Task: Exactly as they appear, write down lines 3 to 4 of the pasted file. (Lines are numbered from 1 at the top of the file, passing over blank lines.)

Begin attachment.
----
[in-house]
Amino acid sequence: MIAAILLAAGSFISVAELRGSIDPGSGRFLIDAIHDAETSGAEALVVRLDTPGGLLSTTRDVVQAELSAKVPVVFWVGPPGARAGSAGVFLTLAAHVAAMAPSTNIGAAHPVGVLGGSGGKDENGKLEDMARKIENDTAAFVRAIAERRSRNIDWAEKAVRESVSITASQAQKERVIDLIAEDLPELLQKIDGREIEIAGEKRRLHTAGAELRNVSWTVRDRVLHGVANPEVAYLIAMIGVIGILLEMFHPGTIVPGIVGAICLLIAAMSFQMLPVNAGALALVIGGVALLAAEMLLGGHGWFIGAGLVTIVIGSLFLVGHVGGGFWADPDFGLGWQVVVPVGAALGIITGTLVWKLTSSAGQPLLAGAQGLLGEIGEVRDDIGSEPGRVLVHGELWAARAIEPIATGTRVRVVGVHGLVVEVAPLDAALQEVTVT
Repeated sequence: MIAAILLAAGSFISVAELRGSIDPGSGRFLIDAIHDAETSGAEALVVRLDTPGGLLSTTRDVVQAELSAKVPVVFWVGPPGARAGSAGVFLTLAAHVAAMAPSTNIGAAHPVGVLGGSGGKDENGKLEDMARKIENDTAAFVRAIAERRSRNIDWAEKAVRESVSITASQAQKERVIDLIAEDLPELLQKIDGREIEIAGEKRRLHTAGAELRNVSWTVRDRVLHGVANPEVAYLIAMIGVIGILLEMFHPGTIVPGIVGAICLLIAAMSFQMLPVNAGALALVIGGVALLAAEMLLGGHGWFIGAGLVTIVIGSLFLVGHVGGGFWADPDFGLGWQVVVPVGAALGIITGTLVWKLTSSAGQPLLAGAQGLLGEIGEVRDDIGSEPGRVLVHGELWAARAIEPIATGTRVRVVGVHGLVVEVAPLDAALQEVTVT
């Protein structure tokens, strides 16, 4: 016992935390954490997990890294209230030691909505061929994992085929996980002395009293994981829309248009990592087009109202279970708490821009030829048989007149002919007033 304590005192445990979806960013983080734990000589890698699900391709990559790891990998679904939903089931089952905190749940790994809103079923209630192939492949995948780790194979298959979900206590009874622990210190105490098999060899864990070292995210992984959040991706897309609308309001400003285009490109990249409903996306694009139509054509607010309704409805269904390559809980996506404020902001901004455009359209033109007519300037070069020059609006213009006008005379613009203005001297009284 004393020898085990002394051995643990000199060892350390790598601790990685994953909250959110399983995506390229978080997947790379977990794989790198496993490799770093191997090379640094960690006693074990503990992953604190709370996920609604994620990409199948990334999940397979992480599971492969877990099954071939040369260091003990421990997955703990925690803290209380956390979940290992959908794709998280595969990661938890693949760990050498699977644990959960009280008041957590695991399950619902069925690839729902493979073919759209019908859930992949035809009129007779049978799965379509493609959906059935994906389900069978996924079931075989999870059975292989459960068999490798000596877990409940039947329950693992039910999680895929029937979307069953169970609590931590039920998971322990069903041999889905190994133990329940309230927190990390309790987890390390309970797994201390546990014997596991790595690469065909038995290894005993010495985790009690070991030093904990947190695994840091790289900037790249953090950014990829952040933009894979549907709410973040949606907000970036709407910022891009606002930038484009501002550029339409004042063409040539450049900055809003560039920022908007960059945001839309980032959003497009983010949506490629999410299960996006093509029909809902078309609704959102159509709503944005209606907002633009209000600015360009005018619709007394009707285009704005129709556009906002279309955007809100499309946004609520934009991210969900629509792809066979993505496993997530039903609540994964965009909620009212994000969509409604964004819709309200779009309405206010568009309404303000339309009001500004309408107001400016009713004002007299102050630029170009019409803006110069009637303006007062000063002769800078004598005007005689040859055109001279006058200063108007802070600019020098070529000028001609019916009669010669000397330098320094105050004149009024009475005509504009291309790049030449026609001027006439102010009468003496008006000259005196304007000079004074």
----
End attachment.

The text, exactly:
Repeated sequence: MIAAILLAAGSFISVAELRGSIDPGSGRFLIDAIHDAETSGAEALVVRLDTPGGLLSTTRDVVQAELSAKVPVVFWVGPPGARAGSAGVFLTLAAHVAAMAPSTNIGAAHPVGVLGGSGGKDENGKLEDMARKIENDTAAFVRAIAERRSRNIDWAEKAVRESVSITASQAQKERVIDLIAEDLPELLQKIDGREIEIAGEKRRLHTAGAELRNVSWTVRDRVLHGVANPEVAYLIAMIGVIGILLEMFHPGTIVPGIVGAICLLIAAMSFQMLPVNAGALALVIGGVALLAAEMLLGGHGWFIGAGLVTIVIGSLFLVGHVGGGFWADPDFGLGWQVVVPVGAALGIITGTLVWKLTSSAGQPLLAGAQGLLGEIGEVRDDIGSEPGRVLVHGELWAARAIEPIATGTRVRVVGVHGLVVEVAPLDAALQEVTVT
């Protein structure tokens, strides 16, 4: 016992935390954490997990890294209230030691909505061929994992085929996980002395009293994981829309248009990592087009109202279970708490821009030829048989007149002919007033 304590005192445990979806960013983080734990000589890698699900391709990559790891990998679904939903089931089952905190749940790994809103079923209630192939492949995948780790194979298959979900206590009874622990210190105490098999060899864990070292995210992984959040991706897309609308309001400003285009490109990249409903996306694009139509054509607010309704409805269904390559809980996506404020902001901004455009359209033109007519300037070069020059609006213009006008005379613009203005001297009284 004393020898085990002394051995643990000199060892350390790598601790990685994953909250959110399983995506390229978080997947790379977990794989790198496993490799770093191997090379640094960690006693074990503990992953604190709370996920609604994620990409199948990334999940397979992480599971492969877990099954071939040369260091003990421990997955703990925690803290209380956390979940290992959908794709998280595969990661938890693949760990050498699977644990959960009280008041957590695991399950619902069925690839729902493979073919759209019908859930992949035809009129007779049978799965379509493609959906059935994906389900069978996924079931075989999870059975292989459960068999490798000596877990409940039947329950693992039910999680895929029937979307069953169970609590931590039920998971322990069903041999889905190994133990329940309230927190990390309790987890390390309970797994201390546990014997596991790595690469065909038995290894005993010495985790009690070991030093904990947190695994840091790289900037790249953090950014990829952040933009894979549907709410973040949606907000970036709407910022891009606002930038484009501002550029339409004042063409040539450049900055809003560039920022908007960059945001839309980032959003497009983010949506490629999410299960996006093509029909809902078309609704959102159509709503944005209606907002633009209000600015360009005018619709007394009707285009704005129709556009906002279309955007809100499309946004609520934009991210969900629509792809066979993505496993997530039903609540994964965009909620009212994000969509409604964004819709309200779009309405206010568009309404303000339309009001500004309408107001400016009713004002007299102050630029170009019409803006110069009637303006007062000063002769800078004598005007005689040859055109001279006058200063108007802070600019020098070529000028001609019916009669010669000397330098320094105050004149009024009475005509504009291309790049030449026609001027006439102010009468003496008006000259005196304007000079004074």